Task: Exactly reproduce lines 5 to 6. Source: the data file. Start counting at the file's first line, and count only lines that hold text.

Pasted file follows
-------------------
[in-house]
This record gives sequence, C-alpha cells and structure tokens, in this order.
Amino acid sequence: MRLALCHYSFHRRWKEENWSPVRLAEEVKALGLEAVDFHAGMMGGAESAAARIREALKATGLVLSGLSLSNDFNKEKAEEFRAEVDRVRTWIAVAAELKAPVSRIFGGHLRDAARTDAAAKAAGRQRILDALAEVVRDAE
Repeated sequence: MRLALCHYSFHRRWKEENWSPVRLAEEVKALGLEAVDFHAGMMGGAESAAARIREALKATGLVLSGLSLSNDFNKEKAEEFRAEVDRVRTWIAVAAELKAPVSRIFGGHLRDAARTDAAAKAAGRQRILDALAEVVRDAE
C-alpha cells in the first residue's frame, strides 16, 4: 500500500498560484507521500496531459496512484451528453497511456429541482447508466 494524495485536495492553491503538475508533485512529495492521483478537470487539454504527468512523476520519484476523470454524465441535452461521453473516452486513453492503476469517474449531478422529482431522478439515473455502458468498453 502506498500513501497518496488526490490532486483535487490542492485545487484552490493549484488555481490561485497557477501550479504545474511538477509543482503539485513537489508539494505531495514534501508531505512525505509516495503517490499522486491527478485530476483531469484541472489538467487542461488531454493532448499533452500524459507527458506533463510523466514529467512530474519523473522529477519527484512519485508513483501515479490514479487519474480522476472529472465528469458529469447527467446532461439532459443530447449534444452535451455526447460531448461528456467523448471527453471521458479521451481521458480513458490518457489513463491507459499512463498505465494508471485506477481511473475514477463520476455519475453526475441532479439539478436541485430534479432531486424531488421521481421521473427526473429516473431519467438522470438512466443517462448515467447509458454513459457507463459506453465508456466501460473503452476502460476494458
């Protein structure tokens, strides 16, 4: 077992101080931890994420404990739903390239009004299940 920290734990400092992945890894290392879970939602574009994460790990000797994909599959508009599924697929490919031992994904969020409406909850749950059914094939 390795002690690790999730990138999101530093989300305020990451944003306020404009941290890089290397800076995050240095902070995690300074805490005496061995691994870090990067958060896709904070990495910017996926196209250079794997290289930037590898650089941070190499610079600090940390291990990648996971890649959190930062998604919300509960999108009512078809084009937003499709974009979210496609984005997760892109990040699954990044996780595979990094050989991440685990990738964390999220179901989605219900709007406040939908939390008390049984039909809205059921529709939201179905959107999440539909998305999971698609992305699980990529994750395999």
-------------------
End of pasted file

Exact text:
C-alpha cells in the first residue's frame, strides 16, 4: 500500500498560484507521500496531459496512484451528453497511456429541482447508466 494524495485536495492553491503538475508533485512529495492521483478537470487539454504527468512523476520519484476523470454524465441535452461521453473516452486513453492503476469517474449531478422529482431522478439515473455502458468498453 502506498500513501497518496488526490490532486483535487490542492485545487484552490493549484488555481490561485497557477501550479504545474511538477509543482503539485513537489508539494505531495514534501508531505512525505509516495503517490499522486491527478485530476483531469484541472489538467487542461488531454493532448499533452500524459507527458506533463510523466514529467512530474519523473522529477519527484512519485508513483501515479490514479487519474480522476472529472465528469458529469447527467446532461439532459443530447449534444452535451455526447460531448461528456467523448471527453471521458479521451481521458480513458490518457489513463491507459499512463498505465494508471485506477481511473475514477463520476455519475453526475441532479439539478436541485430534479432531486424531488421521481421521473427526473429516473431519467438522470438512466443517462448515467447509458454513459457507463459506453465508456466501460473503452476502460476494458
């Protein structure tokens, strides 16, 4: 077992101080931890994420404990739903390239009004299940 920290734990400092992945890894290392879970939602574009994460790990000797994909599959508009599924697929490919031992994904969020409406909850749950059914094939 390795002690690790999730990138999101530093989300305020990451944003306020404009941290890089290397800076995050240095902070995690300074805490005496061995691994870090990067958060896709904070990495910017996926196209250079794997290289930037590898650089941070190499610079600090940390291990990648996971890649959190930062998604919300509960999108009512078809084009937003499709974009979210496609984005997760892109990040699954990044996780595979990094050989991440685990990738964390999220179901989605219900709007406040939908939390008390049984039909809205059921529709939201179905959107999440539909998305999971698609992305699980990529994750395999």